Google recently announced that Android P beta is no longer limited to the Pixel and Pixel 2 handsets. While the list of non-Google devices on board does include devices from OnePlus, there is no mention of the highly impressive duo of OnePlus 3 and OnePlus 3T.
The Chinese vendor confirmed that buyers of OnePlus 6 will be able to join the new Android P beta program as soon as they get their hands on the phone while those using last year’s OnePlus 5 and 5T will come on board later this year. Naturally, fans of OnePlus 3 and 3T are eager to know if and when they will be able to jump on board the new Android P ship – and they are asking questions all over.
Well, we have some answers for you, although not an official communication from OnePlus.
Why OnePlus 3 and 3T won’t get Android P update
Typically, Android devices are entitled to two major OS upgrades, at least based on what Google has been doing for years with the Nexus and Pixel devices. With this in mind, OnePlus 3 and 3T users shouldn’t expect any other OS upgrade.
The two devices come preinstalled with Android Marshmallow and have since received two OS upgrades in Android Nougat and Oreo. While some may argue that both devices have hardware that is capable enough to handle Android P (the same hardware as Google Pixel and Pixel XL), smartphone vendors will always argue from a resource perspective.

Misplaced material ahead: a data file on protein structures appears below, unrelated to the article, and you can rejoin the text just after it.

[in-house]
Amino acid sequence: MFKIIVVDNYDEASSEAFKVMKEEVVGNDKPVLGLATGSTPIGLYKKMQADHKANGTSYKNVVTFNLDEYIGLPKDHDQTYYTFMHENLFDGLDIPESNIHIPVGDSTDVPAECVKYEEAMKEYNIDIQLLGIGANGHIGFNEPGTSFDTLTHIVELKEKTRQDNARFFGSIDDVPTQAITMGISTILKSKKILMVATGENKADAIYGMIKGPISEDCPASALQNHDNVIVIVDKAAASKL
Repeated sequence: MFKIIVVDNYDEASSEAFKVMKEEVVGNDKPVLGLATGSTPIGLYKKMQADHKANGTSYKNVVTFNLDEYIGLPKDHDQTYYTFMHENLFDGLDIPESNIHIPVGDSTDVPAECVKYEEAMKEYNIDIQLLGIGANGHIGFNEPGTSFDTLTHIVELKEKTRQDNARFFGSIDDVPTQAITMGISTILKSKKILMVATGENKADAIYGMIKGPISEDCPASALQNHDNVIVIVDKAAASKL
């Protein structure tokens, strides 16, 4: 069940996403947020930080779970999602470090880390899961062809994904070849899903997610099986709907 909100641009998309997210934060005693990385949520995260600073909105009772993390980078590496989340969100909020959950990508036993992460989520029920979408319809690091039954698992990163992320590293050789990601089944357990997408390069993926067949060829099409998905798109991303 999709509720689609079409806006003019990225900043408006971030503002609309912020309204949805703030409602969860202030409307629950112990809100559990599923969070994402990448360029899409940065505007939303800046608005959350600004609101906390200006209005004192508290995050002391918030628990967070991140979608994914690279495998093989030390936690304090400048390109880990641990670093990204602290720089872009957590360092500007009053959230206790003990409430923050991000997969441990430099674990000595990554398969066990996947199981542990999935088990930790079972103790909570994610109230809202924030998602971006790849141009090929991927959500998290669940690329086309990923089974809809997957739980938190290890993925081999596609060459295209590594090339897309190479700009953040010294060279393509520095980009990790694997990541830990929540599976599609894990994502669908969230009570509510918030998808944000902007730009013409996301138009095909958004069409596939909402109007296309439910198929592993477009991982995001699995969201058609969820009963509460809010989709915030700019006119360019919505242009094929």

At a time when the company wants people’s attention to shift to the new OnePlus 6, it’s highly unlikely that directing resources towards keeping two-year-old phones up to date will be up on their list of priorities. In fact, it’s the company’s prayer that you ditch the 2016 OnePlus 3 or 3T in favor of the new OnePlus 6 and the sad reality is that they know keeping the older devices up to date might dissuade you from buying the new kid on the block.
Project Treble to the rescue, in future
Project Treble is here to help protect consumers against such types of vendors and while it’ll make it easier for devices to receive up to three major OS upgrades, the fact remains that OEMs will still be the determining factors. So, unless there is some serious commitment from smartphone vendors, Treble isn’t going to solve the fragmentation in Android.
Still, the fact that multiple non-Google devices are now running Android P beta is a sign that Treble could actually come to the rescue of consumers in future.